No Script What are Your Options When Your Lease Ends? -

End of lease options

What is Your Vehicle Worth?

So, you are finally at the end of your lease. What should you do next?

The first thing to do is to figure out what your vehicle is worth. There are just as many variables now as there was when you began the lease. Many consumers do not realize the number of factors that go into their lease end options and therefore resolve to simply turning their vehicle into their dealer and taking their “medicine” from the leasing company.

Such a solution is not always necessary if you understand what each variable means to your leasing situation. Let’s take a look at the breakdown.

Overage in Miles

Your lease amount was determined by assuming that you would pay off the vehicle’s depreciation over a set period of time. The mileage was figured into your monthly payment. If you drive over the mileage that was agreed to, then you have effectively reduced the value of the vehicle.

$.10 - $.25 is typically the overage fee per mile. This is determined at the dealer. So, you simply multiply the overage fee (i.e. $.10) times the number of miles that you are over, which will give you the amount that you owe. If you know the residual value of the vehicle, you can subtract this overage amount from the residual to understand what the vehicle is worth.


When returning your vehicle to a dealer, it will be carefully inspected for damage. Inspectors may overlook a few small scratches, but will not overlook dents or anything else that must be fixed prior to resale. If your vehicle is damaged, it is a good idea to have it fixed prior to return. It is advisable to us a local repair shop, since deals will charge a premium for any repair work.

Have your vehicle checked out by a local body shop and get an estimate. Then take your vehicle into the dealer and have them give you an estimate of the turn in costs associated with the damage. Use your body shop’s assessment to negotiate a lower cost from the dealer.

Excess Wear and Tear

Excess wear and tear is similar to damage. You should follow similar procedures to assess the worth of the car. Please keep in mind that everything is inspected upon vehicle turn-in.

Residual Value

The residual value of your vehicle, or the estimated worth of your vehicle at lease-end, is typically determined at the beginning of a lease. The actual value may be higher or lower than the estimated value stated in your lease contract. If the residual value was included in the lease contract, then you will not owe anymore on the car unless you have any overage in miles, damage or wear and tear.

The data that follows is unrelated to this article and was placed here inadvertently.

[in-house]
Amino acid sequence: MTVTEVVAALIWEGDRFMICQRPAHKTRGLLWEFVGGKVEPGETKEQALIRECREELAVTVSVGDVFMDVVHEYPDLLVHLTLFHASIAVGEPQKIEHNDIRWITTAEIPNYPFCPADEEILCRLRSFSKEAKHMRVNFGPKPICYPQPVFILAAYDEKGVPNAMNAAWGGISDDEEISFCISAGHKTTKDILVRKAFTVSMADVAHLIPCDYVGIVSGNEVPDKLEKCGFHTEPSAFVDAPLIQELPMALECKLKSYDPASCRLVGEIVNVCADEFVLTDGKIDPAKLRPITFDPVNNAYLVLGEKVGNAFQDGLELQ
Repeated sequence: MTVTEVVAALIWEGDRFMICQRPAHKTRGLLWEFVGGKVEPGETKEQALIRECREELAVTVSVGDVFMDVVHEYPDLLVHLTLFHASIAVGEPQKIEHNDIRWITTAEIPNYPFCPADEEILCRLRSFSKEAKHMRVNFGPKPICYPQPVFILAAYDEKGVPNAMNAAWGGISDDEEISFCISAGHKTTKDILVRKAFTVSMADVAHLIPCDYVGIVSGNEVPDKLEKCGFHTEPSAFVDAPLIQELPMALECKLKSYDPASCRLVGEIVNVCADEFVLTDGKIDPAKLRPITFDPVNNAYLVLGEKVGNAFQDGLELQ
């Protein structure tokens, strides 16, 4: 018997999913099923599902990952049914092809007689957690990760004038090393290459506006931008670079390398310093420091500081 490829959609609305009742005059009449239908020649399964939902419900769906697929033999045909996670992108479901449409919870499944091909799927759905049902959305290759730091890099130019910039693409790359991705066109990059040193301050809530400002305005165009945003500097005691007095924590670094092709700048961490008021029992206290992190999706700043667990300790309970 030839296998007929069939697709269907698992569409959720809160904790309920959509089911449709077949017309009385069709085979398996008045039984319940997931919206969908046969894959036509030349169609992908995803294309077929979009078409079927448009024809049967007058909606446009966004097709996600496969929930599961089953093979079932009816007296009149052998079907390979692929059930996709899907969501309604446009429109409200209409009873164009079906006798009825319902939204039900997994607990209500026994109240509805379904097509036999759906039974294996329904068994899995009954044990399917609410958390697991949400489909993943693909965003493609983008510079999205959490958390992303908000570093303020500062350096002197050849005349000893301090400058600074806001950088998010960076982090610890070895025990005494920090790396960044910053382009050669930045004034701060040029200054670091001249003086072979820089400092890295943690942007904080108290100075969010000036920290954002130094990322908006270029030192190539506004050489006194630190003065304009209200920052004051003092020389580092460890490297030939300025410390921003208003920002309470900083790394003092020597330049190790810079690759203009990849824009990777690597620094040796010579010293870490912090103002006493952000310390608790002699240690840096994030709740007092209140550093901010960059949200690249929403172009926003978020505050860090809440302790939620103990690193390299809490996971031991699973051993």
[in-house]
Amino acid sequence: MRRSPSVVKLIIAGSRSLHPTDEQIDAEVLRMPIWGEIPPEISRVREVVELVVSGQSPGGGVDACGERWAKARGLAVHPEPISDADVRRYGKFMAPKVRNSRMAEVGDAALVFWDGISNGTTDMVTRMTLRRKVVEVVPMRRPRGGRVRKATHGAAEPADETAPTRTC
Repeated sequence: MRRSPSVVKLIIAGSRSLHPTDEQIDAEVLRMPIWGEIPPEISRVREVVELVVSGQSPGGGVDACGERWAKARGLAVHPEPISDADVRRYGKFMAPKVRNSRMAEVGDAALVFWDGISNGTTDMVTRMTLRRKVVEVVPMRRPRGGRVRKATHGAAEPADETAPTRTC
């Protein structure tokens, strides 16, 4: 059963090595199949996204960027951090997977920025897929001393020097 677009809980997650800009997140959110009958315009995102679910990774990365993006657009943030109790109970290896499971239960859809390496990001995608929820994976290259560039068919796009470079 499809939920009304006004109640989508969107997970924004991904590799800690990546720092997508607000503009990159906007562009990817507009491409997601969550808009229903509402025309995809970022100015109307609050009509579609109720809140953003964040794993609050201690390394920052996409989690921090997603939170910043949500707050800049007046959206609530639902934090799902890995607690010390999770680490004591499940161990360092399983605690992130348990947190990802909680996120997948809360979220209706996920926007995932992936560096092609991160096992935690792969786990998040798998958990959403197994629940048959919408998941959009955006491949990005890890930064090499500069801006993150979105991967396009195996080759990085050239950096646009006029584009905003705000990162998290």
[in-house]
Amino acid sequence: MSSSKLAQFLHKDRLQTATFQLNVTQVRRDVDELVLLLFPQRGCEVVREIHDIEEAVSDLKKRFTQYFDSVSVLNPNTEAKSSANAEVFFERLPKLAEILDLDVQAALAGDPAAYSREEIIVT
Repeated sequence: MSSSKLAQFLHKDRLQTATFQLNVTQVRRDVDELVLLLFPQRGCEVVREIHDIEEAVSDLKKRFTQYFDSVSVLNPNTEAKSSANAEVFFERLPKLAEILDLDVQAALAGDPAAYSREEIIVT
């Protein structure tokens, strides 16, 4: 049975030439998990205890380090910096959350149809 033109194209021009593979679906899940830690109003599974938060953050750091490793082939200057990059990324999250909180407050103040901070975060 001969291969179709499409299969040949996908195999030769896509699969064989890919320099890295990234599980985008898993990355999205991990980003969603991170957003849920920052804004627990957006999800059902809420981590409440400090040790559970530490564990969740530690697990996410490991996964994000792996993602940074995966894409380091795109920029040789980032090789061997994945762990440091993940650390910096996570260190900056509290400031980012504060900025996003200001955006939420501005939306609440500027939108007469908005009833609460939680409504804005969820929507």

Make sure that you agreed to the residual upfront and follow out the respective rules set forth by the contract.

Back to the top

End of Lease Options

Approaching the end of your lease produces a number of options for you to choose from. You can turn your vehicle in, re-lease the vehicle, buy it out, or even create a loan based off the residual price. Of course if you cannot wait until the end of your lease, you can consider terminating your lease early, which means you are turning over your lease before the lease term expires.

Let us take a look at your options at the end of a lease:

Early Lease Termination

Ending the lease on your vehicle early can be one option. Most dealers will tell you that your only option to end a lease early is ‘early lease termination’. During this process, the lessee (you) is required to pay an early termination penalty plus the balance of the remaining payments. For example, if the payments are $700.00 a month and 10 months are remaining on the contract, then the lessee owes $7,000.00 ($700.00 X 10 payments) plus any penalty fees.

When you turn your car in these additional fees are often applied toward your trade-in, but the net of the transaction may cost you thousands of dollars.

Do not pay thousands of dollars to exit your lease early when there are much more cost-efficient solutions!

Re-leasing Your Vehicle

You may opt to re-lease your vehicle. This typically means extending your lease contract by 12-24 months, and paying an adjusted monthly payment. The leasing company can adjust your payment based on the residual value of the vehicle relative to the lease term extension.

Typically, your new payment may be slightly lower, since the residual value decreases with every passing year. You should consider, however, that you will probably start to encounter problems with your vehicle as you surpass 60,000 miles, and most warranties expire by that point. A savings in monthly payment may not save you any money in the long run if you have excessive maintenance and/or repair costs.

Buy-out Your Lease

You may decide that you would like to buy out your vehicle. Reasons might include:

  • You like your vehicle and you would like to own it
  • You owe an excessive amount for extra miles and damage
  • You want to sell it to someone else

Buying out your lease will require you to pay off the residual value of the vehicle, plus any remaining payments, to the leasing company. You can do this through financing or by paying cash. If you finance, you will need to get approved from a financing company and pay interest on your loan. You will also pay for the transfer of title, taxes on the vehicle, and for the tags.